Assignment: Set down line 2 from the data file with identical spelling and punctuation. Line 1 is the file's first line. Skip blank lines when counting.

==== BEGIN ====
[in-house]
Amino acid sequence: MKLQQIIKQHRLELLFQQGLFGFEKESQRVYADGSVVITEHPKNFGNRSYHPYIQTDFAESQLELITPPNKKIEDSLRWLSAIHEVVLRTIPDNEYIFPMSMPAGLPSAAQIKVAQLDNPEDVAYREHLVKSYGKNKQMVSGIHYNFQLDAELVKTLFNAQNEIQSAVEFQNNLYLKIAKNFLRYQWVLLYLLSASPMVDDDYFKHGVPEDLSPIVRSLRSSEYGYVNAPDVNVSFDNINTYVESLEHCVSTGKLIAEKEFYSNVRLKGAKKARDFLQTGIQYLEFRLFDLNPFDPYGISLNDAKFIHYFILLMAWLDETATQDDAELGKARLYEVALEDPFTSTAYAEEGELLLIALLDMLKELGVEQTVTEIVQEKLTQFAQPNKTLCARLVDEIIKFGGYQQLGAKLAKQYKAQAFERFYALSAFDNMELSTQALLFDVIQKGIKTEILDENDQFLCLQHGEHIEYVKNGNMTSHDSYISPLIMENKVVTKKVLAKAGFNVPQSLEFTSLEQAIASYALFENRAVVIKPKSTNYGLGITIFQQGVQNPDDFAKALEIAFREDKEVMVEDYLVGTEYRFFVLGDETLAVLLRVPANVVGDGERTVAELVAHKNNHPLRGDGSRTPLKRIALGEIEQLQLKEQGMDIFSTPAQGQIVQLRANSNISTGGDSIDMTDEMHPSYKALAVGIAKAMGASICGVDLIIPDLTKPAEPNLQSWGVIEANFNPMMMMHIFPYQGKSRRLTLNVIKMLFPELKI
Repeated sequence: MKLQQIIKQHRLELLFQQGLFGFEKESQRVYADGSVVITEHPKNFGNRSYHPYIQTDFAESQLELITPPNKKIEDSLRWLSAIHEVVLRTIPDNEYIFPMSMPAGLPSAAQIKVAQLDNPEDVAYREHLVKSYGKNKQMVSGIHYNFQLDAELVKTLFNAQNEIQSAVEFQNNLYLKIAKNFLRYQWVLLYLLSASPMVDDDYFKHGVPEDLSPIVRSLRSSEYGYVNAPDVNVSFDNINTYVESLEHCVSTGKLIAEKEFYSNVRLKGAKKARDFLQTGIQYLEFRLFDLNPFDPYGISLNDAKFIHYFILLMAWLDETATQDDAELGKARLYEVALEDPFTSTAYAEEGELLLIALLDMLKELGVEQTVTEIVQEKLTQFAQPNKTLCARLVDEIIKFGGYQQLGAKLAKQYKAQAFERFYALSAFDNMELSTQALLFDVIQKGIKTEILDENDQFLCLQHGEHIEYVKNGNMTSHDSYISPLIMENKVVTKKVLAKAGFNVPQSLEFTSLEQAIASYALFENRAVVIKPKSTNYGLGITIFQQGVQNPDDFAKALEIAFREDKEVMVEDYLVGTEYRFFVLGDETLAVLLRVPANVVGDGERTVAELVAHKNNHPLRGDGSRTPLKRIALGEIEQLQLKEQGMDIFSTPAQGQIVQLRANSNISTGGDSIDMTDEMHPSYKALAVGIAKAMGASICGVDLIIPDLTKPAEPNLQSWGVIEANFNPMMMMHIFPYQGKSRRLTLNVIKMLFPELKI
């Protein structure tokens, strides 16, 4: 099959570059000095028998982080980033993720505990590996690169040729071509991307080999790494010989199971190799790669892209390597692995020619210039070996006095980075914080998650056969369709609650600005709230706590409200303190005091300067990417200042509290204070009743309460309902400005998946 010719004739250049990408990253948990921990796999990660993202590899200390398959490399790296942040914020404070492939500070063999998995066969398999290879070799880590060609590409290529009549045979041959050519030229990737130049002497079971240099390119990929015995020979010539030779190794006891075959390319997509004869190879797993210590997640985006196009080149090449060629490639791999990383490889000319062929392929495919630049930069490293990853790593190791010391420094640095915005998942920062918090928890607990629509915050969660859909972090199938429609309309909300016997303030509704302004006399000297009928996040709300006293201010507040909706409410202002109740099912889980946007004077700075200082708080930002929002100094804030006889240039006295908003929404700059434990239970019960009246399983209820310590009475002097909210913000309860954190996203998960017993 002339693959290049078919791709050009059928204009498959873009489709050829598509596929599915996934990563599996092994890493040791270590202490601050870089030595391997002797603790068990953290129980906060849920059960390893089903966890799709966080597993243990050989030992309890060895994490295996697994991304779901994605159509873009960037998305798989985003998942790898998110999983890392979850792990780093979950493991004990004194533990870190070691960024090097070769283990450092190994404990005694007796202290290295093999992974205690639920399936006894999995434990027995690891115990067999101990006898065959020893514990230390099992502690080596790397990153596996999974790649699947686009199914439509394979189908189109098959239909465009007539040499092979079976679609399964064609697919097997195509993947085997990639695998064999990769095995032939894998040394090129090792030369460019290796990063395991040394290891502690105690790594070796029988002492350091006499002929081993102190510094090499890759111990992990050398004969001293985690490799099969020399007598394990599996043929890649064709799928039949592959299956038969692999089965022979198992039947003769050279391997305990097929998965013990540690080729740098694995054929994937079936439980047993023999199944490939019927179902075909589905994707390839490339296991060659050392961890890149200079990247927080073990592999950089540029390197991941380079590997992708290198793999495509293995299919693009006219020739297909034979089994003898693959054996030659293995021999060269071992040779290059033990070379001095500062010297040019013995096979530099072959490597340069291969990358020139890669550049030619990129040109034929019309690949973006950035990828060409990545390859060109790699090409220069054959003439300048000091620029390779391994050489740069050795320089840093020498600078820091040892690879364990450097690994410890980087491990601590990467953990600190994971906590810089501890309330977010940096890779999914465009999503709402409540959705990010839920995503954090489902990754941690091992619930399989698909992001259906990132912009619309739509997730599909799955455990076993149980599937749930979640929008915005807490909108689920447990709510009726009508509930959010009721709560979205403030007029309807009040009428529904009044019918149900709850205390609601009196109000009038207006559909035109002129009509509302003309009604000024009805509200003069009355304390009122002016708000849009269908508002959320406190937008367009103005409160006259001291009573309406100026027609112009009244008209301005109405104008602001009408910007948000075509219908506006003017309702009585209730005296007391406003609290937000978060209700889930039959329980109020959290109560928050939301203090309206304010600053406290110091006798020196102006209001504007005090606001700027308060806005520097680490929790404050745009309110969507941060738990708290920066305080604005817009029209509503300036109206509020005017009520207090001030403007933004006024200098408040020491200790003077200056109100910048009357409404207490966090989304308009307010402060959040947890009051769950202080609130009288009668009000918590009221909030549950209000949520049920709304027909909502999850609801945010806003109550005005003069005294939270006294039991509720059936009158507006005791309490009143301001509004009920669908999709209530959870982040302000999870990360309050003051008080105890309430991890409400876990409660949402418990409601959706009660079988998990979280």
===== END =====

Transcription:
Amino acid sequence: MKLQQIIKQHRLELLFQQGLFGFEKESQRVYADGSVVITEHPKNFGNRSYHPYIQTDFAESQLELITPPNKKIEDSLRWLSAIHEVVLRTIPDNEYIFPMSMPAGLPSAAQIKVAQLDNPEDVAYREHLVKSYGKNKQMVSGIHYNFQLDAELVKTLFNAQNEIQSAVEFQNNLYLKIAKNFLRYQWVLLYLLSASPMVDDDYFKHGVPEDLSPIVRSLRSSEYGYVNAPDVNVSFDNINTYVESLEHCVSTGKLIAEKEFYSNVRLKGAKKARDFLQTGIQYLEFRLFDLNPFDPYGISLNDAKFIHYFILLMAWLDETATQDDAELGKARLYEVALEDPFTSTAYAEEGELLLIALLDMLKELGVEQTVTEIVQEKLTQFAQPNKTLCARLVDEIIKFGGYQQLGAKLAKQYKAQAFERFYALSAFDNMELSTQALLFDVIQKGIKTEILDENDQFLCLQHGEHIEYVKNGNMTSHDSYISPLIMENKVVTKKVLAKAGFNVPQSLEFTSLEQAIASYALFENRAVVIKPKSTNYGLGITIFQQGVQNPDDFAKALEIAFREDKEVMVEDYLVGTEYRFFVLGDETLAVLLRVPANVVGDGERTVAELVAHKNNHPLRGDGSRTPLKRIALGEIEQLQLKEQGMDIFSTPAQGQIVQLRANSNISTGGDSIDMTDEMHPSYKALAVGIAKAMGASICGVDLIIPDLTKPAEPNLQSWGVIEANFNPMMMMHIFPYQGKSRRLTLNVIKMLFPELKI